AUGUSTA, Maine — Maine voters will head to the polls today to choose the Republican and Democratic nominees for governor and the Legislature as well as to decide the fate of a controversial tax reform law and several bond packages.
On Monday, state officials and municipal clerks were making final preparations for an election that is not expected to draw large numbers to the polls. Secretary of State Matt Dunlap said he expects voter turnout to fall somewhere between 18 percent and 20 percent based on similar primary elections.
“Typically, it’s still a fairly light [turnout] involving our most engaged voters,” Dunlap said.
Voter turnout was just short of 19 percent in 2002, the last time there was an “open seat” in the Blaine House. That year featured a two-person Republican primary for governor and 10 candidates in the Democratic and GOP primaries for Maine’s 2nd Congressional District.
Bangor City Clerk Patti Dubois and Portland City Clerk Linda Cohen both said they also were anticipating about 20 percent of the registered voters in their cities to participate in today’s election.
Cohen said Monday afternoon she was surprised to see a line at her office, although those people were likely a mix of regular business customers and early voters. Her office had sent out more than 1,700 absentee ballots as of Saturday.
“It hasn’t been really busy until today,” Cohen said.
In Maine, primary races are open only to voters registered with that party. But unenrolled voters still cast ballots on the bond questions and on Question 1, the people’s veto of tax reform legislation.
Voters who are unenrolled also can cast ballots in the primary elections by joining that particular party on Election Day. The deadline has passed, however, for Democrats, Republicans and Green Independents to change parties to participate in a different primary.
Individuals who have not yet registered to vote also can participate in today’s elections by filling out the paperwork on the spot with their town clerks.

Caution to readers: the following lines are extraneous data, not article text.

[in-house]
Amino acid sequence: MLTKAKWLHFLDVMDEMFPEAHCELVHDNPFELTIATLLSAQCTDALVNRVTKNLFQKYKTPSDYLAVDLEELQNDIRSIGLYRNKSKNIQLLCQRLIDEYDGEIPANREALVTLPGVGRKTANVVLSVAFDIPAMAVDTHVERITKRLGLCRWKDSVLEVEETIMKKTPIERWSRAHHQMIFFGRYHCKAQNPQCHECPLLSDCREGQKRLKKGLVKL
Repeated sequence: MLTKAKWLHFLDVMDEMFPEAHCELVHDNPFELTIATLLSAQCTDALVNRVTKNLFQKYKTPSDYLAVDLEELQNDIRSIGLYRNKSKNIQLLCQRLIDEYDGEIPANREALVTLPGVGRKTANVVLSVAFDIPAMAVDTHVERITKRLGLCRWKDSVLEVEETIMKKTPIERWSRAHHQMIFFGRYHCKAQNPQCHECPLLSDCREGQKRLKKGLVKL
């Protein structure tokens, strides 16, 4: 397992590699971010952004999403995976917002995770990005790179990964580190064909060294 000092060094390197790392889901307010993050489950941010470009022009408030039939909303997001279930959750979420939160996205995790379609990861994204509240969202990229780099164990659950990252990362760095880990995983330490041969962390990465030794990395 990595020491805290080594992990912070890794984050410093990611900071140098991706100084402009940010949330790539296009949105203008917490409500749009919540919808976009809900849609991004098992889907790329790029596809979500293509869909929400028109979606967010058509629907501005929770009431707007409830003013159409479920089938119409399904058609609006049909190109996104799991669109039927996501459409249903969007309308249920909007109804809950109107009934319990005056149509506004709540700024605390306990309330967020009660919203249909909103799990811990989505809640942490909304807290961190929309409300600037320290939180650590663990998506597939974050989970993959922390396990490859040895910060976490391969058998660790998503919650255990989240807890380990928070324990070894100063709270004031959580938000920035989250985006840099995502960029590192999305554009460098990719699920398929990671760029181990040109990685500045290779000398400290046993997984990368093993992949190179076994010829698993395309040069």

In the gubernatorial primary races, candidates were traveling throughout the state on Monday in hopes of mobilizing their supporters. They also were targeting the significant numbers of Mainers who have yet to ally themselves with any candidate.
A poll of likely voters conducted in late May suggested that as many as 6 in 10 Democrats and nearly half of the Republicans surveyed remained undecided.
On the Republican side, seven candidates are hoping to capture the GOP nomination. They are Steve Abbott of Portland, the former chief of staff for Sen. Susan Collins; former Husson University President Bill Beardsley of Ellsworth; Matt Jacobson of Cumberland, who runs a business recruiting firm; Waterville Mayor Paul LePage; state Sen. Peter Mills, an attorney from Cornville; businessman Les Otten of Bethel; and Bruce Poliquin, a businessman from Georgetown.
Democrats have their choice of four gubernatorial candidates: former conservation commissioner Pat McGowan of Hallowell; Senate President Libby Mitchell of Vassalboro; former state Attorney General Steve Rowe of Portland; and businesswoman Rosa Scarcelli of Portland.
Democratic voters also will see a fifth name on the ballot — John Richardson of Brunswick — although he is no longer in the race.
Richardson, a former economic development commissioner and House speaker, withdrew from the primary in late April after failing to qualify for public financing due, in part, to alleged fraudulent activities by some campaign workers. Richardson dropped out of the race after the ballots had already been printed.
State election officials said at the time that votes for Richardson would not be counted. Dunlap acknowledged Monday that he and other elections staff had misread the law and that Richardson’s votes will, in fact, be tallied.
And what would happen in the unlikely event that Richardson won the Democratic primary?
“We would have to figure out what to do then,” Dunlap said.
Whoever wins the Democratic and Republican primaries will face three independent — or unenrolled — candidates who already have met the deadline to qualify for the November ballot. Because that deadline has passed, the losers of Tuesday’s Democratic and Republican primaries cannot attempt to run in November as independents.
Question 1 on today’s ballot has also received considerable attention in recent weeks.
Question 1 asks voters whether they want to repeal a tax restructuring law that lowers Maine’s top income tax rate for those earning less than $250,000 a year from 8.5 percent to 6.5 percent.
The law, which was passed by the Legislature and signed by Gov. John Baldacci last year, also applies Maine’s 5 percent sales tax to more than 100 goods and services currently exempt from taxation. Lastly, it increases Maine’s meals and lodging tax from 7 percent to 8.5 percent.
A yes vote on Question 1 supports repealing the new tax law; a no vote supports allowing the new tax structure to take effect.
Questions 2 through 5 on the ballot seek voter approval for $108.3 million in bonds to fund investments in renewable energy, highway and transportation infrastructure improvements, research and development, job creation programs and water quality improvement projects.
Question 3 includes bonds for the state to purchase roughly 240 miles of railroad tracks — now threatened with abandonment — that serve large industries in Aroostook County.